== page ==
An assessment of the performance of the Bulgarian Presidency of the EU has found that it failed to prioritise and protect nature in the EU and at home but did perform well on energy, circular economy and chemicals.
The assessment is critical of Bulgaria’s failure to push for ‘effective implementation of the Nature Directives’ as well as its controversial decision to approve the construction of a motorway through the protected European nature site Kresna Gorge.
Published today by the European Environmental Bureau (EEB), the assessment is based on the ‘Ten Green Tests’ laid out at the start of the Bulgarian Presidency.
The EEB is the largest network of environmental citizens’ organisations in Europe with more than 140 members in over 30 countries.
The assessment acknowledges Bulgaria’s efforts in the areas of energy, where new renewable and energy efficiency targets were agreed, and chemicals. The assessment also notes a positive outcome in relation to the circular economy, including support for a new EU Plastics Strategy.
Commenting on the assessment, EEB Secretary General Jeremy Wates said:
“The Presidency succeeded in bringing the negotiations on the energy efficiency and renewable energy files to a conclusion, even if the targets that were agreed fall short of what is needed for Europe to play its part in limiting global warming in accordance with the Paris climate agreement. Last week’s Council conclusions on the circular economy and on chemicals also represent a useful contribution towards a more sustainable, resource-efficient, healthy society.”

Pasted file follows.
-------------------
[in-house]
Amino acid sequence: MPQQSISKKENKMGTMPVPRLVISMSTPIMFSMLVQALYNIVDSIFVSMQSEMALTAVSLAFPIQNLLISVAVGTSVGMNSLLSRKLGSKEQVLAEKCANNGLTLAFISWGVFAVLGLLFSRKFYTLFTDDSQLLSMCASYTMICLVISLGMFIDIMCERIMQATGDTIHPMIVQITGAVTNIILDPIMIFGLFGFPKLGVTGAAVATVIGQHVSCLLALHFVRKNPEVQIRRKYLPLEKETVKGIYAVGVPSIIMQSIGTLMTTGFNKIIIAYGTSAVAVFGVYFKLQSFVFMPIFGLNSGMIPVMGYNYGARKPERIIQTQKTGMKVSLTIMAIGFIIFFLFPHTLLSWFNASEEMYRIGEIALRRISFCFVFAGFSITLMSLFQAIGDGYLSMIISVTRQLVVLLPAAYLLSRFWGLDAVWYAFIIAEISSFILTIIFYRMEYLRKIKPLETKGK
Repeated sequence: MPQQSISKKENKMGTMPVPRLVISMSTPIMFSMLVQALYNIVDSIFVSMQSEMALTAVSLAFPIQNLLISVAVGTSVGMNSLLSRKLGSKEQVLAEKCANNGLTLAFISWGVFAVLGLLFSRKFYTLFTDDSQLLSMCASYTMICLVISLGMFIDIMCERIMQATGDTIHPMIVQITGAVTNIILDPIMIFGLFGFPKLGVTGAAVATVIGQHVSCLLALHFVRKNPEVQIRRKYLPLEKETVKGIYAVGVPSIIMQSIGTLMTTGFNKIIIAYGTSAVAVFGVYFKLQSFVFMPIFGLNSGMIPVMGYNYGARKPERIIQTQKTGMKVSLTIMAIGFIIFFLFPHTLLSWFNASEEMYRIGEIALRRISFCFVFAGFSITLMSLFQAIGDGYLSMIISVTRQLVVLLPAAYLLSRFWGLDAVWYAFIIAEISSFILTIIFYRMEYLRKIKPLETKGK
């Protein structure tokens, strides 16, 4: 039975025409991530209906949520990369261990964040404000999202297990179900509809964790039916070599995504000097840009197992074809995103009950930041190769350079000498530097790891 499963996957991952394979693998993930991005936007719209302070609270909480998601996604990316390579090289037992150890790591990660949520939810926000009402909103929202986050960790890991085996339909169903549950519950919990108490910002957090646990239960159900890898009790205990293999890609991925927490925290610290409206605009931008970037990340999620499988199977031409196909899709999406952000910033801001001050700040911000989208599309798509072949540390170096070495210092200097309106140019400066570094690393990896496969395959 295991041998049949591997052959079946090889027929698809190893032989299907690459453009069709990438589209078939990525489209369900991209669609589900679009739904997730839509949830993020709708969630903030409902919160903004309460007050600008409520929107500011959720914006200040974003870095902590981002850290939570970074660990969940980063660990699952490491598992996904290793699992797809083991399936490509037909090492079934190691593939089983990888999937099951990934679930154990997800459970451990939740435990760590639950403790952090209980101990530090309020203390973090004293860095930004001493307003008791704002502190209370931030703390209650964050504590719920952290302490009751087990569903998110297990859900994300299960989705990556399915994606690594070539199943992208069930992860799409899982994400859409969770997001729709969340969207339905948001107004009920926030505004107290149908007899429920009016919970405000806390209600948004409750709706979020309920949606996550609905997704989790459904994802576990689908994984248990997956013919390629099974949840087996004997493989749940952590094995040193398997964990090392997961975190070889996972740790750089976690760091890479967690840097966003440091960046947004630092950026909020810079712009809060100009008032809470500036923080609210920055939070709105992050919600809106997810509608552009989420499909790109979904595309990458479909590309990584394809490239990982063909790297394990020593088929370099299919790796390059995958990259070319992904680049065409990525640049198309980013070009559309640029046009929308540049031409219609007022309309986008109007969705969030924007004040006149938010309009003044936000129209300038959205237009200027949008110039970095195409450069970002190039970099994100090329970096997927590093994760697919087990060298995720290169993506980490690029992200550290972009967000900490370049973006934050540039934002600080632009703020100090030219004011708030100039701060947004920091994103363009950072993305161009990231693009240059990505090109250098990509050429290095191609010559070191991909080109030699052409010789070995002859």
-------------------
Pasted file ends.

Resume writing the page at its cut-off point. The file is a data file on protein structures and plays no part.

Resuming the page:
“On the other hand, the Bulgarian Presidency has been let down by its lack of commitment to nature protection or to ensuring sustainable fisheries. New evidence has emerged showing that the natural environment in Europe is degrading ever further. The Bulgarian Presidency needed to work hard to build support for full and effective implementation of the Nature Directives and it simply failed to do that. We are calling on the Austrian Presidency to scale up efforts in this area.”
Key finding of the assessment are:
Bulgaria made good use of its Presidency to conclude new renewables and energy efficiency targets and a new governance regulation combining climate and energy objectives while progressing the negotiations on emissions reductions in the transport sector.
On chemicals, the assessment welcomes the fact that the conclusions of the Council strongly highlight the importance of establishing non-toxic material cycles.
On air pollution, the Bulgarian Presidency gave prominence to the issue by including it on the agenda of the Informal Meeting of Environment Ministers, but the government’s failure to withdraw its court case against revised EU pollution standards which aim to significantly cut air pollution throughout the EU was regrettable.
On the circular economy, the Council’s support for the EU Plastics Strategy and the recent initiative on Single Use Plastics to reduce marine pollution was positive.
On ecosystem restoration and biodiversity protection, the Bulgarian Presidency did not make sufficient effort to scale up efforts towards full and effective implementation of the Nature Directives despite new evidence highlighting the loss of biodiversity and degradation of ecosystem services across the EU.
On the implementation of the Aarhus Convention, the performance of the Bulgarian Presidency was mixed. The fact that Member States took the almost unprecedented step of adopting a Council Decision requesting the Commission to address the issue of the EU’s non-compliance with the Aarhus Convention was positive. However, the content of the Decision was disappointing, allowing the key measures to be postponed to the next Commission, and the indications are that a more supportive approach from the Presidency could have produced a better result
Every six months at the rotation of the EU Presidency, the EEB publishes an assessment of the outgoing presidency and Ten Green Tests for the incoming presidency, prepared in cooperation with BirdLife Europe and Seas at Risk. The assessment distinguishes between effort and outcome, and also takes account of what is within the power of a Presidency to achieve.